This Lord’s Covenant with the Hebrews through Moses was privileged and distinctive, but needed to bear fruit. In decrying the behavior of the Chief priests and scribes, he insists that it’s not the Law or even their teaching that is at fault. Rather it is their behavior – which instead of a spiritually flowering and fruitful life, had become dead – and this death, like a disease, would propagate to others. So the internal spiritual state of the leaders was taking the entirety of the Jewish nation and people down with them. In other words, by failing to properly live the spiritual life through the righteous observance of the Law themselves, they not only failed to lead others to righteousness, but became themselves a stumbling block to anyone who did. Jesus spares no words in condemning them for how they corrupted the proselytes they brought into their religious system and made them. With rapid-fire imagery in Matthew 23, He brings righteous condemnation to their failures, all the while inviting those who would hear Him to a change of mind and heart – in a word, repentance. Two of these leaders would hear these words and take them to heart – and so we will find Nicodemus and Joseph of Arimathea at the foot of Cross.
Bearing Spiritual Fruit
So we see that our stewardship of our spiritual life must be of prime importance. This begins with our selves – and indeed, the greatest condemnation for the Pharisees and scribes was over their arrogant hypocrisy – laying heavy spiritual burdens on others (disciples) while not following the Law themselves. Taking this to heart, our spiritual right to lead others only goes as far as our own practice (praxis) of the Faith. This means taking the teachings of Jesus to heart and stewarding our lifestyle in the ways of simplicity of life and humble service of others that are hallmarks of the way of Jesus. This may (and must) begin in the heart, but in the end it must be lived out in faithfulness to Christ, His people, and His commandments.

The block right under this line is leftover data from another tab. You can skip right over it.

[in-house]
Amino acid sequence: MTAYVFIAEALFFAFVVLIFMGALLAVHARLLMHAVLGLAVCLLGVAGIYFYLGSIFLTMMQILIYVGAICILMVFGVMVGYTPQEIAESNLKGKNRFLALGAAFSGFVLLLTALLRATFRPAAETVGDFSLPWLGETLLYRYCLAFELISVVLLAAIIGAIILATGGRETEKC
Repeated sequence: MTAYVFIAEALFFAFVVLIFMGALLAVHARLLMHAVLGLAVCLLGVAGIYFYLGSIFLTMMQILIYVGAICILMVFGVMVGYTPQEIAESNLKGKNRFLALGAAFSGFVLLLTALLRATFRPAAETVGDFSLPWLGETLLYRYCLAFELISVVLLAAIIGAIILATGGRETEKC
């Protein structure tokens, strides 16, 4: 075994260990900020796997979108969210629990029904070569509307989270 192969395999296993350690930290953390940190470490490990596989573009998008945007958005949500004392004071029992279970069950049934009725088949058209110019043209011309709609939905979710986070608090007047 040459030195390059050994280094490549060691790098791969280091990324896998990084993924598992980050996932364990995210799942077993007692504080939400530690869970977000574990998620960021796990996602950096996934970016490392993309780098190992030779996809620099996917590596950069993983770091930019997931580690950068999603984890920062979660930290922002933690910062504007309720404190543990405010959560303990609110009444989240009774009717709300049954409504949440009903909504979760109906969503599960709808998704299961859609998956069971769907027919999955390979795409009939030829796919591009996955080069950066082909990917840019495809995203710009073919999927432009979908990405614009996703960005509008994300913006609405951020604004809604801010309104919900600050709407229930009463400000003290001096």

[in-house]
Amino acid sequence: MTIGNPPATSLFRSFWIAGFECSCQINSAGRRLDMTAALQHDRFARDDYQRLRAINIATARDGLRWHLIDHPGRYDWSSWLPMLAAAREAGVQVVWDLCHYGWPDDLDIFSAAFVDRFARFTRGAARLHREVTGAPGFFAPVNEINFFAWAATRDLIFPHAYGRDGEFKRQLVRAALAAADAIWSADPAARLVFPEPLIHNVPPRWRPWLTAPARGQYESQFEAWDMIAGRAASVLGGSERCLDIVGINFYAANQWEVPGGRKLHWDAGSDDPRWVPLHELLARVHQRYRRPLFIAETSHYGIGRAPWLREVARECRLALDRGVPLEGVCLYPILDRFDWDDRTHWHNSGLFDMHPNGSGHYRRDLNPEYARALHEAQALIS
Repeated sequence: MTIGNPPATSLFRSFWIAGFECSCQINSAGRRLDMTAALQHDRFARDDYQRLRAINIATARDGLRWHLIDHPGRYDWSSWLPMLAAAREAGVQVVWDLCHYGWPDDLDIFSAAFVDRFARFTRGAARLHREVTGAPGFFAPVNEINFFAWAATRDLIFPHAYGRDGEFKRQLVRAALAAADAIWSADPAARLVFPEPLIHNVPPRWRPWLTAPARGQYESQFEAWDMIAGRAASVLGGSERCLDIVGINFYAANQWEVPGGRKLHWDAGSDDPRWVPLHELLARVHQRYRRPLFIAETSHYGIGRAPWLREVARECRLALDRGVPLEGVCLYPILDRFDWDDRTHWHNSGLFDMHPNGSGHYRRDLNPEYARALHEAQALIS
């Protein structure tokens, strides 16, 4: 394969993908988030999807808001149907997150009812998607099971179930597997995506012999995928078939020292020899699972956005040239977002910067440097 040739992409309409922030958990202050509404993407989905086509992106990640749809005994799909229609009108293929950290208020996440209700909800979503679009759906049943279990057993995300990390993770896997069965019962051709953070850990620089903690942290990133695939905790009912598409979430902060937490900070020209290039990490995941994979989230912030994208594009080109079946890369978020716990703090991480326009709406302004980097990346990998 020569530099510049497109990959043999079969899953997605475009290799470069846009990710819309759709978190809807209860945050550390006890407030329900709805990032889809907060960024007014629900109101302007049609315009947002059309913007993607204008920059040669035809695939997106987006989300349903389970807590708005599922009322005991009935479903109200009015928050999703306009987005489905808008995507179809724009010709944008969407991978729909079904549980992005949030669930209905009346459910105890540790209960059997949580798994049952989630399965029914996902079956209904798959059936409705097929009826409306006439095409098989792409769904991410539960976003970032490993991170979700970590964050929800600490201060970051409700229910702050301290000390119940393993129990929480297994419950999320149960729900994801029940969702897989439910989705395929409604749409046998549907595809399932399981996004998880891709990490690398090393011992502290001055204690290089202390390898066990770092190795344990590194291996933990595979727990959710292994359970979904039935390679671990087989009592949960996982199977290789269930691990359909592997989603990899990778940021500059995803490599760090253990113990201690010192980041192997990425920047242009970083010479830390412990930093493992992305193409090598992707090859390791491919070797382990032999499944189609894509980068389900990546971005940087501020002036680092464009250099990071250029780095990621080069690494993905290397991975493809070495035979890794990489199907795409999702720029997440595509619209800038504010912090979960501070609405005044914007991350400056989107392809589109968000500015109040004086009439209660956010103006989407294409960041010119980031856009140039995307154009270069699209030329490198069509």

Failing this, like the fig tree condemned, no spiritual fruit will be born, at least none that matures and brings sweetness, nourishment and life to people. It is not sufficient to have ‘green leaves’ and look the part, without bearing fruit. In His teachings about ‘pruning the vine’ (Jn. 15) and ‘fertilizing the fig tree’ (Lk. 13:8) we are assured that God will provide every blessing, and every opportunity to bear fruit spiritually. But failing this, the fruitless fig is destined to wither, death and destruction.
This story is frightening and it should be. We must be fruit in our spiritual life – which is then manifest in our lives in practical, visible ways. What does this fruit look like? There are many varieties of fig – and there are many ways to bear fruit in the Kingdom! The good tree will bear good fruit. The fruit is the fruit of righteousness – which is, put simply love of God and love of neighbor. When this spiritual fruit is visibly maturing, we are manifesting the fruits of the Spirit – love, joy, peace, etc. (Gal. 5) We are doing the ‘labor of love’ for the Lord in our Churches, and our Churches are alive, with a pulsating spirit of love, mercy, generosity and fellowship. We are working out our salvation and something rich and life-giving is emerging.